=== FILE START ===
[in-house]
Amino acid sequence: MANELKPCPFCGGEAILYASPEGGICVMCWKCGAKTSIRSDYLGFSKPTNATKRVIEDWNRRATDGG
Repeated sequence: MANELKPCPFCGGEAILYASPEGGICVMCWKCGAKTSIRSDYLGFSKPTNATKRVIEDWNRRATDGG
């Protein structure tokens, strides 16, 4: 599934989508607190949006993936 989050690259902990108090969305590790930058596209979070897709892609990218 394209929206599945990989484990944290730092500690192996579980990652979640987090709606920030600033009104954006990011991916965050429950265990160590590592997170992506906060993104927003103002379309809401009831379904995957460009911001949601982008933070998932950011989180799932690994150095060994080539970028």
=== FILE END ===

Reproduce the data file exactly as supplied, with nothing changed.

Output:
[in-house]
Amino acid sequence: MANELKPCPFCGGEAILYASPEGGICVMCWKCGAKTSIRSDYLGFSKPTNATKRVIEDWNRRATDGG
Repeated sequence: MANELKPCPFCGGEAILYASPEGGICVMCWKCGAKTSIRSDYLGFSKPTNATKRVIEDWNRRATDGG
């Protein structure tokens, strides 16, 4: 599934989508607190949006993936 989050690259902990108090969305590790930058596209979070897709892609990218 394209929206599945990989484990944290730092500690192996579980990652979640987090709606920030600033009104954006990011991916965050429950265990160590590592997170992506906060993104927003103002379309809401009831379904995957460009911001949601982008933070998932950011989180799932690994150095060994080539970028």